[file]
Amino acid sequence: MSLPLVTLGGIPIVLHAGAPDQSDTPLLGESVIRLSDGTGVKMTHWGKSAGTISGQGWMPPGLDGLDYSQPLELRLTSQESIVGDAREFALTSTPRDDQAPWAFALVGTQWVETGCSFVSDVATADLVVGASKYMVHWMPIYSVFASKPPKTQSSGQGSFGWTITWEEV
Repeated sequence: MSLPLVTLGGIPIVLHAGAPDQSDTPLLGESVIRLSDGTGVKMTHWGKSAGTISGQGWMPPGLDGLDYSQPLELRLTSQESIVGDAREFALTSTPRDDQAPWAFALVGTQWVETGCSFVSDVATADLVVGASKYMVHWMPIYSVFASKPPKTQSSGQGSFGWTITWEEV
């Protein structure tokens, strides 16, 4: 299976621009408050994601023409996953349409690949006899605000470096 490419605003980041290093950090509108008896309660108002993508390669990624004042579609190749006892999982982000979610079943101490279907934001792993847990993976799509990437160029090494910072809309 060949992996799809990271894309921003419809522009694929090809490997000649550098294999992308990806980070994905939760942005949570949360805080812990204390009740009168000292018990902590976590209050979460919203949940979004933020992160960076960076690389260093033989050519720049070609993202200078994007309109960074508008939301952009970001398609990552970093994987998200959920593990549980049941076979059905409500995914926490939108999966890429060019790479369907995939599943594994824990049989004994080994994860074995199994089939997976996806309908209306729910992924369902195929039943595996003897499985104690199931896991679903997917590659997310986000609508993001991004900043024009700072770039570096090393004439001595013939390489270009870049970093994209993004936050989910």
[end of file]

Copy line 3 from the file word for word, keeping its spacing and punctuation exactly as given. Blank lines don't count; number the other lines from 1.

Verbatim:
């Protein structure tokens, strides 16, 4: 299976621009408050994601023409996953349409690949006899605000470096 490419605003980041290093950090509108008896309660108002993508390669990624004042579609190749006892999982982000979610079943101490279907934001792993847990993976799509990437160029090494910072809309 060949992996799809990271894309921003419809522009694929090809490997000649550098294999992308990806980070994905939760942005949570949360805080812990204390009740009168000292018990902590976590209050979460919203949940979004933020992160960076960076690389260093033989050519720049070609993202200078994007309109960074508008939301952009970001398609990552970093994987998200959920593990549980049941076979059905409500995914926490939108999966890429060019790479369907995939599943594994824990049989004994080994994860074995199994089939997976996806309908209306729910992924369902195929039943595996003897499985104690199931896991679903997917590659997310986000609508993001991004900043024009700072770039570096090393004439001595013939390489270009870049970093994209993004936050989910």